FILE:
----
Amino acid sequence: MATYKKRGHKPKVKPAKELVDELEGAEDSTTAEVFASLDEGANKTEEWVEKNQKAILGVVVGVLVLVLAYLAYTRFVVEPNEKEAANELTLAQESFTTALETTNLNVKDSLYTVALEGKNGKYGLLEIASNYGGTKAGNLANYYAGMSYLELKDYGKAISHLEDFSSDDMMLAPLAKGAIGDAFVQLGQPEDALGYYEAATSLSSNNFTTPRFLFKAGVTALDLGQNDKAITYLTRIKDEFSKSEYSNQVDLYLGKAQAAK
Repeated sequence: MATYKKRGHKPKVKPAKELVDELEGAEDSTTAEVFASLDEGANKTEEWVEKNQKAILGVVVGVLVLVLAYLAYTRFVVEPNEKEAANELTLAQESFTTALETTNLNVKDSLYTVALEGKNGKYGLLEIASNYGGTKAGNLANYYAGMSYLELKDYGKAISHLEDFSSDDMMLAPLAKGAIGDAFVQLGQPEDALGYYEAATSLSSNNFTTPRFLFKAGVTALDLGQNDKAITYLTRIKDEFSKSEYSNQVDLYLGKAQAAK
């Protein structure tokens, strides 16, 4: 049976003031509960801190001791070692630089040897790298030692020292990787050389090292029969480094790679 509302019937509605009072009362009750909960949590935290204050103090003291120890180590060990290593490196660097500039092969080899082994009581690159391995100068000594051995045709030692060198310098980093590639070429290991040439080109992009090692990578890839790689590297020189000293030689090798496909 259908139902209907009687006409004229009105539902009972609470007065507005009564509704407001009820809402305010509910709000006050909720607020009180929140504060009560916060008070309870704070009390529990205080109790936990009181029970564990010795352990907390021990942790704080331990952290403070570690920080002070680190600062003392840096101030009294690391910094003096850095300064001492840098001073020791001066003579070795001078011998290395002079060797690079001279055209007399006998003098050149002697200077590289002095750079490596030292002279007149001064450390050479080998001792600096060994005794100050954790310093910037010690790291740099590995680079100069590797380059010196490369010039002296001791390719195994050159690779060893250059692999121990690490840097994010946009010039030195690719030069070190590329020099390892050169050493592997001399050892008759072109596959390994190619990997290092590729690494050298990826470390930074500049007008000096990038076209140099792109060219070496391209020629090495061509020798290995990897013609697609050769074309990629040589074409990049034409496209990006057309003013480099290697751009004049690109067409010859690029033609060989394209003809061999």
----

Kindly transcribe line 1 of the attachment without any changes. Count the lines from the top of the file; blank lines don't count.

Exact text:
Amino acid sequence: MATYKKRGHKPKVKPAKELVDELEGAEDSTTAEVFASLDEGANKTEEWVEKNQKAILGVVVGVLVLVLAYLAYTRFVVEPNEKEAANELTLAQESFTTALETTNLNVKDSLYTVALEGKNGKYGLLEIASNYGGTKAGNLANYYAGMSYLELKDYGKAISHLEDFSSDDMMLAPLAKGAIGDAFVQLGQPEDALGYYEAATSLSSNNFTTPRFLFKAGVTALDLGQNDKAITYLTRIKDEFSKSEYSNQVDLYLGKAQAAK